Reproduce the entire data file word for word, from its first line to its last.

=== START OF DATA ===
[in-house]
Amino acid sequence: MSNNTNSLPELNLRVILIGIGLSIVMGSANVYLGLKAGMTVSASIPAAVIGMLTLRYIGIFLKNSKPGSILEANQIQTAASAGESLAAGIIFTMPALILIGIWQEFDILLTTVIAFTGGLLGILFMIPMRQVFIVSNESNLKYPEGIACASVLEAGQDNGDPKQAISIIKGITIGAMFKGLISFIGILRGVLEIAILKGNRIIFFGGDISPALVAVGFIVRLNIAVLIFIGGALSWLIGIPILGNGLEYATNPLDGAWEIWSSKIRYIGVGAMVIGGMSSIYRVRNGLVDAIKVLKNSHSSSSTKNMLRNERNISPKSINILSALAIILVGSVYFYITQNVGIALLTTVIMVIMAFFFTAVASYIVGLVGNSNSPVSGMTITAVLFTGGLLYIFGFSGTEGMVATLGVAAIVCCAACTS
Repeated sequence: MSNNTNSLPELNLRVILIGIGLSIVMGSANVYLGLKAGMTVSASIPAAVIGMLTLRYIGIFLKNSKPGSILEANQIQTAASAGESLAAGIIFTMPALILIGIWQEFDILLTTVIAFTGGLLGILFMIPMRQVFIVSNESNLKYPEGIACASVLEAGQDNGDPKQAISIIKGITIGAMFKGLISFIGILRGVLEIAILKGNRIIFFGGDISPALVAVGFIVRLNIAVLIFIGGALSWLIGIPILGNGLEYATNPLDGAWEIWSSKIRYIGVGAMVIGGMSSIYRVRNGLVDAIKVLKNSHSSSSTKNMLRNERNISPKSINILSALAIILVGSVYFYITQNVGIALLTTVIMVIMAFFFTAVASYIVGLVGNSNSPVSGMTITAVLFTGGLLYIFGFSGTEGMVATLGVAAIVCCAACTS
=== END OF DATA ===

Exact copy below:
[in-house]
Amino acid sequence: MSNNTNSLPELNLRVILIGIGLSIVMGSANVYLGLKAGMTVSASIPAAVIGMLTLRYIGIFLKNSKPGSILEANQIQTAASAGESLAAGIIFTMPALILIGIWQEFDILLTTVIAFTGGLLGILFMIPMRQVFIVSNESNLKYPEGIACASVLEAGQDNGDPKQAISIIKGITIGAMFKGLISFIGILRGVLEIAILKGNRIIFFGGDISPALVAVGFIVRLNIAVLIFIGGALSWLIGIPILGNGLEYATNPLDGAWEIWSSKIRYIGVGAMVIGGMSSIYRVRNGLVDAIKVLKNSHSSSSTKNMLRNERNISPKSINILSALAIILVGSVYFYITQNVGIALLTTVIMVIMAFFFTAVASYIVGLVGNSNSPVSGMTITAVLFTGGLLYIFGFSGTEGMVATLGVAAIVCCAACTS
Repeated sequence: MSNNTNSLPELNLRVILIGIGLSIVMGSANVYLGLKAGMTVSASIPAAVIGMLTLRYIGIFLKNSKPGSILEANQIQTAASAGESLAAGIIFTMPALILIGIWQEFDILLTTVIAFTGGLLGILFMIPMRQVFIVSNESNLKYPEGIACASVLEAGQDNGDPKQAISIIKGITIGAMFKGLISFIGILRGVLEIAILKGNRIIFFGGDISPALVAVGFIVRLNIAVLIFIGGALSWLIGIPILGNGLEYATNPLDGAWEIWSSKIRYIGVGAMVIGGMSSIYRVRNGLVDAIKVLKNSHSSSSTKNMLRNERNISPKSINILSALAIILVGSVYFYITQNVGIALLTTVIMVIMAFFFTAVASYIVGLVGNSNSPVSGMTITAVLFTGGLLYIFGFSGTEGMVATLGVAAIVCCAACTS